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Last Updated: Tuesday, 8 April, 2003, 11:52 GMT 12:52 UK
Historic moment for NI says Bush
George Bush and Tony Blair at Hillsborough Castle
President Bush and Mr Blair will meet NI parties later on Tuesday

President George Bush says he will urge Northern Ireland politicians to "seize the opportunity for peace" during a crucial week for the province's political process.

The President was speaking after holding talks on the war in Iraq with Prime Minister Tony Blair.

The two leaders have been joined by Taoiseach Bertie Ahern and will see the pro-Agreement parties later on Tuesday to discuss the stalled Northern Ireland political process.

Northern Ireland's power-sharing administration was suspended on 14 October 2002 amid allegations of IRA intelligence gathering at the heart of the Stormont government.

President Bush said: "Later this week, Prime Minister Blair and the taoiseach will release a plan setting out the remaining actions that must be taken to realise the promise of the Good Friday Agreement.

"I support and my government strongly supports their efforts.

It is both significant and welcome that the president is here in person to join in urging the parties to take the final steps towards a lasting peace
Prime Minister Tony Blair

"At the meeting this afternoon I will urge Northern Ireland's political leaders to adopt this plan as their own.

"This is a historic moment and I ask all the communities of Northern Ireland to seize this opportunity for peace."

Mr Blair said it was "both significant and welcome that the president is here in person to join in urging the parties to take the final steps towards a lasting peace".

"Here we are, for all the difficulties in Northern Ireland, able to point back to real improvements in security and the standard of living of people here, and point forward to turning progress into lasting change, lasting security and lasting peace, which is want people want to see here.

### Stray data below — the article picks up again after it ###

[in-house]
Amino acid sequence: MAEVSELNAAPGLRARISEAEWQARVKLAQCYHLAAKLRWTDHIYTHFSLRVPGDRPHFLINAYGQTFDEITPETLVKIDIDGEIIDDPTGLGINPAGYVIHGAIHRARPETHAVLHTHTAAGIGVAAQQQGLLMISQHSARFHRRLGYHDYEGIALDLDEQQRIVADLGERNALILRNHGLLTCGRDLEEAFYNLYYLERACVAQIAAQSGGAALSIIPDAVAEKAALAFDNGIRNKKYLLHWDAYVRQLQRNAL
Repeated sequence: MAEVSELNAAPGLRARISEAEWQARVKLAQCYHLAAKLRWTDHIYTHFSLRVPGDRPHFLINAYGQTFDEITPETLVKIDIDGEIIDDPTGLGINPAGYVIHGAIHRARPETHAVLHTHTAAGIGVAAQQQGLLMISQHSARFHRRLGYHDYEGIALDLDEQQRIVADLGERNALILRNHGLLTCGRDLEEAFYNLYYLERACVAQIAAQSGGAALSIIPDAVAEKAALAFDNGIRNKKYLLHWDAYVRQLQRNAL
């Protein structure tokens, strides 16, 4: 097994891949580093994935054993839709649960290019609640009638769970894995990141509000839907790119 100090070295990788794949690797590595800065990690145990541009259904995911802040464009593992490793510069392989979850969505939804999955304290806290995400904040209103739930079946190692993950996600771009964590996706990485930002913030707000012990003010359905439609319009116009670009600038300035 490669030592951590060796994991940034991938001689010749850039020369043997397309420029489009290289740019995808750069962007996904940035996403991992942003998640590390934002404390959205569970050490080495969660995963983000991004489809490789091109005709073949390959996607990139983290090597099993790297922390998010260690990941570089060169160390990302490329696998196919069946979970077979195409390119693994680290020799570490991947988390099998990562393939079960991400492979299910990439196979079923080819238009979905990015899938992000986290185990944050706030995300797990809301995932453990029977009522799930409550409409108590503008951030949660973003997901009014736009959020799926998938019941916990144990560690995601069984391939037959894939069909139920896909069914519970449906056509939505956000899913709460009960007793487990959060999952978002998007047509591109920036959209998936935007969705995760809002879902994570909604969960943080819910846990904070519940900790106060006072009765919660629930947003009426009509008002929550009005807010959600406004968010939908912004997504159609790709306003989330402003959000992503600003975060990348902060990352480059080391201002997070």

We view paramilitaries and the sectarianism that allows them to thrive as the chief obstacle to normalisation
US special envoy Richard Haass

"We have made that progress because of patience and perseverance and because friends like those in the USA have helped us get there."

It is expected Mr Blair and Mr Ahern will return on Thursday - the fifth anniversary of the Good Friday Agreement - to unveil their proposals which they hope could move the process forward.

Later on Tuesday, a working lunch will be followed by round-table talks with the pro-Agreement parties.

Speaking before meeting President Bush, Sinn Fein President Gerry Adams said that "no deal has been done".

He said: "Issues like sanctions, the whole range of matters around demilitarisation and the transfer of powers on justice and policing remain critical and crucial elements."

Meanwhile, Ulster Unionist leader David Trimble described Mr Bush's words as positive and supportive.

He said the president had given a strong signal to republicans that time was running out.

George Bush, Bertie Ahern, Tony Blair
Bertie Ahern (centre) joined the leaders for a working lunch

The village of Hillsborough in County Down has been virtually sealed off amid intense security for Mr Bush's two-day visit.

Ahead of the presidential visit, Secretary of State Paul Murphy said President Bush could help persuade the IRA to disarm.

Meanwhile, anti-Agreement Democratic Unionist MP Gregory Campbell said their voters were being discriminated against because the party had not been invited to the talks.

The party was offered a meeting with Ambassador Richard Haass, the US special envoy to Northern Ireland, but declined it.

Last month, Mr Blair and Mr Ahern held talks in the province, but failed to reach agreement with the pro-Agreement parties on a number of key issues.

Unionists insist on sanctions against parties who break the terms of the Agreement, however Sinn Fein object to the measures which they say are aimed solely at them.

Other controversial proposals by the governments to restore the Northern Ireland Assembly include allowing "on-the-run" paramilitaries to be dealt with through a judicial commission.

With an IRA statement expected some time after the joint statement by the British and Irish premiers, Mr Trimble is demanding that disarmament has to be both visible and transparent.

BBC NI's Conor Macauley:
"The two leaders used the NI experience to illustrate what could be achieved"

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